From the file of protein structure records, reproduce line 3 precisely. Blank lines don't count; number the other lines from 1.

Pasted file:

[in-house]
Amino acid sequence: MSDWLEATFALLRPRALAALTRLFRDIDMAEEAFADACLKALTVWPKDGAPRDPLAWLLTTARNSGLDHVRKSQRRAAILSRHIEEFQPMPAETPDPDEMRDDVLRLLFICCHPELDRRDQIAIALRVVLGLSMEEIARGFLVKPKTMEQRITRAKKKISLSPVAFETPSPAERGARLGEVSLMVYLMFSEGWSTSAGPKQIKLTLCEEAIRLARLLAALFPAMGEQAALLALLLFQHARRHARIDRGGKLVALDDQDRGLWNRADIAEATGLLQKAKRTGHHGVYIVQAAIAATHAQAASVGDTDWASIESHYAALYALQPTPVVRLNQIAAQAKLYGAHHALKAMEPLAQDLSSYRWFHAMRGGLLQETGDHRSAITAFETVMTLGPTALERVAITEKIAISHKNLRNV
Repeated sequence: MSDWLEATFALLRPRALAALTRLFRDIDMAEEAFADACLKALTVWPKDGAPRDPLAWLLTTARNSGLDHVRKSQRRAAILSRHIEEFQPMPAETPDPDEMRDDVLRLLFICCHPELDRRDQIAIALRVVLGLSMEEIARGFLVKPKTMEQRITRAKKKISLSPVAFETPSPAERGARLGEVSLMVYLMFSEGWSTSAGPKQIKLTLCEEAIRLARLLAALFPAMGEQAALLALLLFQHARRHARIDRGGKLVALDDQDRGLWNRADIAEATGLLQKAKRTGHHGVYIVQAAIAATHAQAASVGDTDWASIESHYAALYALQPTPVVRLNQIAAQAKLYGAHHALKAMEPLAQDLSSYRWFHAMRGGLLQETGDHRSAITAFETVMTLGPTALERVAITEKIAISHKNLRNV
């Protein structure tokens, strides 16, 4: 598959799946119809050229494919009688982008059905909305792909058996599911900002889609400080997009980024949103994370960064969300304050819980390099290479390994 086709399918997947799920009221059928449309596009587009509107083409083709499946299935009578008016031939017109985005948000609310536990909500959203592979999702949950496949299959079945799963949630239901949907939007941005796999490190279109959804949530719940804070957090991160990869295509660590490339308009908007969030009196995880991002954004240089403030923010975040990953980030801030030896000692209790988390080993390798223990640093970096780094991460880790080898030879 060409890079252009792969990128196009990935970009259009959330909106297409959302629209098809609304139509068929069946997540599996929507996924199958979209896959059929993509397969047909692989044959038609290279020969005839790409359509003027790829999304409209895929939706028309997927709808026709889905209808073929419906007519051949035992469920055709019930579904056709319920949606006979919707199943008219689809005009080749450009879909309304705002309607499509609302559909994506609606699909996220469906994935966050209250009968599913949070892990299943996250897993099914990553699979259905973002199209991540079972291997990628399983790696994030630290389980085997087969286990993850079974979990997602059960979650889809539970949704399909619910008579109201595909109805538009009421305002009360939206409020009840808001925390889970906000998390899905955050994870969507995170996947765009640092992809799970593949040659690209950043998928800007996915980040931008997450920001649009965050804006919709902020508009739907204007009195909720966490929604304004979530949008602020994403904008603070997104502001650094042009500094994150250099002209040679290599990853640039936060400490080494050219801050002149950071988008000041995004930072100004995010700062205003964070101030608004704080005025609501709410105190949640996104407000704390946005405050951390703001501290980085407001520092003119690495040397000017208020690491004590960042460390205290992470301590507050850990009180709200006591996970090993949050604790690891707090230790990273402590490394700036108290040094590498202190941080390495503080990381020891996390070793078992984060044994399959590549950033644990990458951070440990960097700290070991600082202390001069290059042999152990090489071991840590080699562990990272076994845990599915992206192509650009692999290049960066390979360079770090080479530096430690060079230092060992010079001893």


Repeated sequence: MSDWLEATFALLRPRALAALTRLFRDIDMAEEAFADACLKALTVWPKDGAPRDPLAWLLTTARNSGLDHVRKSQRRAAILSRHIEEFQPMPAETPDPDEMRDDVLRLLFICCHPELDRRDQIAIALRVVLGLSMEEIARGFLVKPKTMEQRITRAKKKISLSPVAFETPSPAERGARLGEVSLMVYLMFSEGWSTSAGPKQIKLTLCEEAIRLARLLAALFPAMGEQAALLALLLFQHARRHARIDRGGKLVALDDQDRGLWNRADIAEATGLLQKAKRTGHHGVYIVQAAIAATHAQAASVGDTDWASIESHYAALYALQPTPVVRLNQIAAQAKLYGAHHALKAMEPLAQDLSSYRWFHAMRGGLLQETGDHRSAITAFETVMTLGPTALERVAITEKIAISHKNLRNV